The beautiful spring weather has made me reflect on the springtimes of my childhood.
When I talked with Dr. Herbert Robinson about his upcoming visit to speak for the historical society, he was aware that many of his audience will want to hear some tales about earlier years in Dawson County; after all, he is past 90 and has a prodigious memory.
Every spring I receive a large number of phone calls related to controlling mosquitoes around the home.
Earth Day is not until April 22, but the Great American Clean-up lasts from March 1 to May 21, so I'm doing my "going green" column now.
Holy week is one of my favorite times of the year.
Although we have to wait before we can enjoy those sweet Vidalia onions, you can use these tips to growing sweeter (or hotter) onions in your own garden.
In my everyday job, I write about business and state politics.
Gardeners must make a decision at this time of year. Should they purchase and plant seeds to grow transplants for the garden, or should they wait until planting time outdoors and buy started plants from nurseries and garden centers?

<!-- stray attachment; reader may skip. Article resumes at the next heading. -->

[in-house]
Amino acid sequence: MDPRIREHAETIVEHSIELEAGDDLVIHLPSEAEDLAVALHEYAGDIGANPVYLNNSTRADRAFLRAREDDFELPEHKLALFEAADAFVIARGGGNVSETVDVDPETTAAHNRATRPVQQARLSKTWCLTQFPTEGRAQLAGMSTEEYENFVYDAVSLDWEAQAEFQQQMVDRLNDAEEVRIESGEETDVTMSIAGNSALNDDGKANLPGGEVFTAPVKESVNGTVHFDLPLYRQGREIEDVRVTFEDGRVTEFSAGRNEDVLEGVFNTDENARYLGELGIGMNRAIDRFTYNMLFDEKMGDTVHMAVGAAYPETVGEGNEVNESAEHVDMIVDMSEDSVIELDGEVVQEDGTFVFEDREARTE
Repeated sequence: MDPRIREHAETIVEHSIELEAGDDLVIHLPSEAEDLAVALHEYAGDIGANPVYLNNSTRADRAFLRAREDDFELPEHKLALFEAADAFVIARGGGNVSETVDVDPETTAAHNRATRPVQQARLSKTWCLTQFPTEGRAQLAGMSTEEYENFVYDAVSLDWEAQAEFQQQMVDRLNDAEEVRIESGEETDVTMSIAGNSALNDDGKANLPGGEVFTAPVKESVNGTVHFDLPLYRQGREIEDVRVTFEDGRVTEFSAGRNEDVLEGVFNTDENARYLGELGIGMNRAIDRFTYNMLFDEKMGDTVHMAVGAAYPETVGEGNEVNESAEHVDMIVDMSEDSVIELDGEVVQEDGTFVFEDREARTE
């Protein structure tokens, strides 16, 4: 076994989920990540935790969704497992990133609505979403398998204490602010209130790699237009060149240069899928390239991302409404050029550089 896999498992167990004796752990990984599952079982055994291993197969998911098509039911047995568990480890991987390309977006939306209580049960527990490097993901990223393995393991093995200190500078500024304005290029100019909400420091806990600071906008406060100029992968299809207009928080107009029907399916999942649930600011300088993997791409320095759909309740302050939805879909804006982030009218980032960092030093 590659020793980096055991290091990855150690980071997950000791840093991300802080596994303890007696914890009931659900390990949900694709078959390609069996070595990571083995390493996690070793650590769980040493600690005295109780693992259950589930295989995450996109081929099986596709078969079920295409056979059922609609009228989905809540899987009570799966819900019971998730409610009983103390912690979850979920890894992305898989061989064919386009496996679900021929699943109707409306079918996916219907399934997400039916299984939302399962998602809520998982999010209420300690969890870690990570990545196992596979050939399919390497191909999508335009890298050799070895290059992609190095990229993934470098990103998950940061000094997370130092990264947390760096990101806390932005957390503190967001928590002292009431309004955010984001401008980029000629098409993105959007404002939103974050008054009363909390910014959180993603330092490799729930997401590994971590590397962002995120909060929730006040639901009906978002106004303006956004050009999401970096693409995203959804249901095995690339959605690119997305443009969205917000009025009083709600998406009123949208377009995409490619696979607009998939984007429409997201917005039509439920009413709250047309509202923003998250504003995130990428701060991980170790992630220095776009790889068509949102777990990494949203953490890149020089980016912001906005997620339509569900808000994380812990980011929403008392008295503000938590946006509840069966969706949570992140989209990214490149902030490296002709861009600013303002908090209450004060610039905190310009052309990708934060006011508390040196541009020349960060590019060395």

When somebody thinks you're somebody that you're not, it can either be really good or really bad.
Many groups and individuals find themselves in the same situation as United Way Board Member Taylor Wallace at the recent Recognition Luncheon, "coming up a little short of the goal."
The warm weather last week got many gardeners in the mood to plant.
What can you do in 40 days?
We've been in our new house for three weeks and some folks have already found us.
One landscape plant that has become common in Georgia landscapes is daylilies. This is for a good reason.
Many people, during the purchase of a home or old farmstead, find themselves in the possession of fruit trees that have been "neglected" for some length of time.
Azaleas are a staple of traditional southern landscapes.
Spring is a beautiful time of year. Longer days, green grass and leaves reappearing on the trees really brighten up my mood.